Keynote Address

Dr. Dylan Rodriguez

Associate Professor
Department of Ethnic Studies
University of California, Riverside

“From Slavery’s ‘Abolition’ to ‘Genocide Management’: The U.S. Prison Regime and the Context for Radical Activism and Scholarship”

Dr. Dylan Rodriguez, Ethnic Studies, UC Riverside

Dr. Dylan Rodríguez

Dylan Rodríguez is an Associate Professor at UCR, where he began his teaching career in 2001. He received his Ph.D. and his M.A. degrees in Ethnic Studies from the University of California, Berkeley, and earned two B.A. degrees from Cornell University in Africana Studies (Magna Cum Laude) and the College Scholar Program, as well as a Concentration Degree in Asian American Studies.

Dr. Rodríguez is an interdisciplinary scholar-activist whose interests traverse the fields of critical race studies and cultural studies, with focal attention to the intersections of race, state violence, and community/identity formation. His work attempts to engage with the field of radical and revolutionary praxis that has emerged in the late 20th and early 21st centuries, across the different sites and moments of struggle against global racism, white supremacy, and other forms of institutionalized dehumanization. His political, philosophical, and theoretical interests are especially devoted to visualizing notions of “freedom,” “liberation,” “community,” and “justice” that productively, creatively critique and disarticulate dominant definitions. Among other political-intellectual collectives, he has worked with and/or alongside such organizations as Critical Resistance (a leading force in the contemporary prison abolitionist movement, see criticalresistance.org), INCITE! (a progressive antiviolence movement led by radical women of color, see incite-national.org), the Critical Filipino and Filipina Studies Collective (cffsc.focusnow.org), and the editorial board of the internationally recognized journal Social Justice: A Journal of Crime, Conflict, and World Order.

Prof. Rodríguez’ first book, Forced Passages: Imprisoned Radical Intellectuals and the U.S. Prison Regime was published in 2006 by the University of Minnesota Press. His essay-length writings have appeared in such scholarly journals as Radical History Review, Social Identities: Journal for the Study of Race, Nation, and Culture, The Review of Education, Pedagogy, and Cultural Studies, Social Justice: a Journal of Crime, Conflict, & World Order, and Genre: Forms of Discourse and Culture. Some of his other written work has been included in such anthologies as Warfare: Prison and the American Homeland (ed. Joy Ann James) (Durham: Duke University Press, 2007), Positively No Filipinos Allowed: Building Communities and Discourse (eds. Tiongson, Gutierrez, and Gutierrez) (Philadelphia: Temple University Press, 2006), Pedagogies of the Global: Knowledge in the Human Interest (ed. Arif Dirlik), (Boulder: Paradigm Publishers, 2006), and Radical Philosophy Today, Vol. 2: The Problems of Resistance, (Steve Martinot, ed.) (Amherst, NY: Humanity Press, 2001).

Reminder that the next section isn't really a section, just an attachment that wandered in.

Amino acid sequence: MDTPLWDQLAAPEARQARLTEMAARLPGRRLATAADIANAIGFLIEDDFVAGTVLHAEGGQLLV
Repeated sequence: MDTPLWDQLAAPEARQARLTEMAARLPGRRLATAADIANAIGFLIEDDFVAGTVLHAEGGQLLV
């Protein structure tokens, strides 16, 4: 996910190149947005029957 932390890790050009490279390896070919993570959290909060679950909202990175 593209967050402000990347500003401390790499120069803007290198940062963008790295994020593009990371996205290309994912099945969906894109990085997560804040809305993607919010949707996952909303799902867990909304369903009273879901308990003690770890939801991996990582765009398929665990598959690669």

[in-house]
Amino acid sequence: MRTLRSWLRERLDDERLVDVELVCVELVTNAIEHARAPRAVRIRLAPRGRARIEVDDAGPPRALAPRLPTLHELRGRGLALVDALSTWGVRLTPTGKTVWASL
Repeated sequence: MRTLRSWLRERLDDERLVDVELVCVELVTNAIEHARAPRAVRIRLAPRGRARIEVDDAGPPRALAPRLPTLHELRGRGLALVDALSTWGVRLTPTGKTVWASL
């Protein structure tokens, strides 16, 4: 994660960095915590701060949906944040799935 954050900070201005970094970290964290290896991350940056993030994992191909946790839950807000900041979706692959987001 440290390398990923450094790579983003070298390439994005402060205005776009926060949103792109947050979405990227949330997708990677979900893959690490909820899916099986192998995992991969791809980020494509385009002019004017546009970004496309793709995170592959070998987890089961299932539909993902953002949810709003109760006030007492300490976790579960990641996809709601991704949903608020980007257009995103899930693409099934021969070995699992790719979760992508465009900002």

photo_small1 Introduction by Dr. Charles Price

Assistant Professor
Department of Anthropology
University of North Carolina, Chapel Hill


Charles Price’s earned his Ph.D. from the City University of New York in 2001.  His research interests converge around identity formation, welfare and access to higher education, community organizations and community organizing, ethnographically-grounded oral history, and advocacy and collaborative research projects. Charles’s current research is based in Jamaica and the United States and focuses on themes of Black Identity; Social Identity , Welfare and Higher Education Policies, Oral History, Advocacy Research, Jamaica and the Anglophone Caribbean, the United States.

In Jamaica, Charles’s ongoing work involves documenting the early phases of the Rastafari movement through life stories, and focusing on social and racial identity formation among the first two generations of Rastafari in Jamaica. He is also an official representative of the Rastafari Centralization Organization, Kingston, Jamaica. Recent publications on the Rastafari include “Political and Radical Aspects of the Rastafarian Movement,” in Nature, Society and Thought (2000) and “The Development and Co-Optation of an Antisystemic Identity,” Identity
(2003).

Presently, Charles is one of three site evaluators of a Ford Foundation-sponsored project focused on building capacity in community organizations that do community organizing. This project is spread across seven southern states, and two cities, Los Angeles and Chicago. Charles also works on policy issues surrounding welfare and access to higher education, and has published research reports on the subject, including “Coalition-Building and State TANF Policy” (1999), “Proceedings of the National Conference: Welfare Reform and the College Option” (1999), and “Still Committed to the Higher Education Option: Model State, College and Advocacy Organizations that Support Welfare Recipients Going to College (2003. He produced a video, “Welfare Reform and the College Option: Perspectives on the Issues” (2002). In July 2003 Charles was invited to participate in a briefing of senior Senate staff on the role of postsecondary education policy in the reauthorization of welfare reform.

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